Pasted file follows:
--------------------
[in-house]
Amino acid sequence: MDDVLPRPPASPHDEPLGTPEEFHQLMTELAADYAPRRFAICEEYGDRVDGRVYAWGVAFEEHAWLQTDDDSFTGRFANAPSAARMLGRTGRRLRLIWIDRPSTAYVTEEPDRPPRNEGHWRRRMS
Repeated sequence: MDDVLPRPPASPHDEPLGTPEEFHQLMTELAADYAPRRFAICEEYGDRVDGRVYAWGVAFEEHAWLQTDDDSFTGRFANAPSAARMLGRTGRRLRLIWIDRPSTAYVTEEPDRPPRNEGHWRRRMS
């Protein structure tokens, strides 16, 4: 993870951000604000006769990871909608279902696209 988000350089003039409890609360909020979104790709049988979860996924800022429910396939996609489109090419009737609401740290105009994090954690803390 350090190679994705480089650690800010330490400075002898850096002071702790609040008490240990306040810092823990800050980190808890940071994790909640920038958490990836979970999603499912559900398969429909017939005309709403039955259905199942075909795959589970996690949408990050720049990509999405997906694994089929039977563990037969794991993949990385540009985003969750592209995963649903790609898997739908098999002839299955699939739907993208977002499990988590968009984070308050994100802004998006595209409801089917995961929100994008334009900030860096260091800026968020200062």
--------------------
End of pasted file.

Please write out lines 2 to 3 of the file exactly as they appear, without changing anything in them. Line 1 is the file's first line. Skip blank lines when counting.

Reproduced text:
Amino acid sequence: MDDVLPRPPASPHDEPLGTPEEFHQLMTELAADYAPRRFAICEEYGDRVDGRVYAWGVAFEEHAWLQTDDDSFTGRFANAPSAARMLGRTGRRLRLIWIDRPSTAYVTEEPDRPPRNEGHWRRRMS
Repeated sequence: MDDVLPRPPASPHDEPLGTPEEFHQLMTELAADYAPRRFAICEEYGDRVDGRVYAWGVAFEEHAWLQTDDDSFTGRFANAPSAARMLGRTGRRLRLIWIDRPSTAYVTEEPDRPPRNEGHWRRRMS